To understand mobile home park investing, you have to first move away from the term “mobile home” and think instead in terms of “affordable housing”. The very name “mobile home” is inaccurate, as the homes are anything but mobile once they have been delivered from the factory. It costs around $4,000 to move a mobile home – if they can be moved at all. So ignore for a moment all the mental stigmas that the term “mobile home” brings to mind and look past that to what it represents. The key to understanding this asset class is to look at the raw power of affordable housing and how it relates to today’s consumer.
The household income for 20% of all Americans is under $20,000. That’s 60,000,000 people. Based on the government’s suggested ratio of housing costs to total income – about 33% — these families can afford around $500 per month. But the average apartment rent in 2010 was over $1,000 per month. So where can you live for $500 per month? There are only two options: 1) low rent apartments and 2) mobile homes sited in mobile home parks.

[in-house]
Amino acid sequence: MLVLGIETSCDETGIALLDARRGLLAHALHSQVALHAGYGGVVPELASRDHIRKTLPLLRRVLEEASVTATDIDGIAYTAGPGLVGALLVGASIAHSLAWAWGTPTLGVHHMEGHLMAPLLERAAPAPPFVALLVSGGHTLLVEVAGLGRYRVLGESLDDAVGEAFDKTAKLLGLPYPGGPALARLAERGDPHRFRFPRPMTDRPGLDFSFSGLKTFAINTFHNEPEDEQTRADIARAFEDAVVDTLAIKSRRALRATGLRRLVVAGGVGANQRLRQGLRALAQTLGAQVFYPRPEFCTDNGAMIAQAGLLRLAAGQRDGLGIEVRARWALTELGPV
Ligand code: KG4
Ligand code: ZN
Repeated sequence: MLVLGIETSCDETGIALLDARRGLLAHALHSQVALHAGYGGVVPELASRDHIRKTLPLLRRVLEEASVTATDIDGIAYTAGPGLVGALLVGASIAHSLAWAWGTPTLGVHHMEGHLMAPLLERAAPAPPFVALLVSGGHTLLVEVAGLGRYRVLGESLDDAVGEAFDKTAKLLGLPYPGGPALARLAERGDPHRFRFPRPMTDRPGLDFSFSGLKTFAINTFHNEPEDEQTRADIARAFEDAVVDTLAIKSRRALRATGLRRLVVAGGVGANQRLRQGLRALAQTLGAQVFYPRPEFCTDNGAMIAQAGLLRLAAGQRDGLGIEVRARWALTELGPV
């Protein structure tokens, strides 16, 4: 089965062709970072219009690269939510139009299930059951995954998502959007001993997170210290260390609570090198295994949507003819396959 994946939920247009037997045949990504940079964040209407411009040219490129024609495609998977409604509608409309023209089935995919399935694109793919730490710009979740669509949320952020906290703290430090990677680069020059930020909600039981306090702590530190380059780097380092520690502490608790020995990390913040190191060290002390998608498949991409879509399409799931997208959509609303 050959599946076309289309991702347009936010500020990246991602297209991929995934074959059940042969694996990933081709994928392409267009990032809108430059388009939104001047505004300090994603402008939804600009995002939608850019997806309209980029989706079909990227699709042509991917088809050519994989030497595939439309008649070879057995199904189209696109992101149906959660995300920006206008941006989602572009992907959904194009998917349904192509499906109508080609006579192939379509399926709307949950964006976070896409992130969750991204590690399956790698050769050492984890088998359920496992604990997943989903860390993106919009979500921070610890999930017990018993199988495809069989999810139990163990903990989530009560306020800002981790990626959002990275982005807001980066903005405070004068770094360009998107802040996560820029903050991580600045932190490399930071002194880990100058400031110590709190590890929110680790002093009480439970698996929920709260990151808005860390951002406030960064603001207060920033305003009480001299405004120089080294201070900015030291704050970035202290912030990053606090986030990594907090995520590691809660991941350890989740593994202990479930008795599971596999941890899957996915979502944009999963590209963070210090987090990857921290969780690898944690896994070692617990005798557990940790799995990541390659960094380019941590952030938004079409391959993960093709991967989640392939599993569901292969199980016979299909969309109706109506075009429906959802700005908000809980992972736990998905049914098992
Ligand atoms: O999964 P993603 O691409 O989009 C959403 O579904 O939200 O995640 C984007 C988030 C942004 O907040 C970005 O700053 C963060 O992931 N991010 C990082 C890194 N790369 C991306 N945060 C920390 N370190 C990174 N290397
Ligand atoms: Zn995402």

So who wants to live in a mobile home? Just about everyone, as it turns out. Low rent apartments have many characteristics that tenants find appalling including 1) high crime 2) constant noise on all sides and above and below you 3) no outside play space 4) inability to have a pet and 5) no sense of “community”. Mobile homes, however, offer the chance to have privacy, a small yard, a pet, and an actual neighborhood feel like a real subdivision. A mobile home in a mobile home park is infinitely more desirable than its multi-family alternative. Perhaps that’s why 8% of all Americans already live in a mobile home.
The least expensive form of detached housing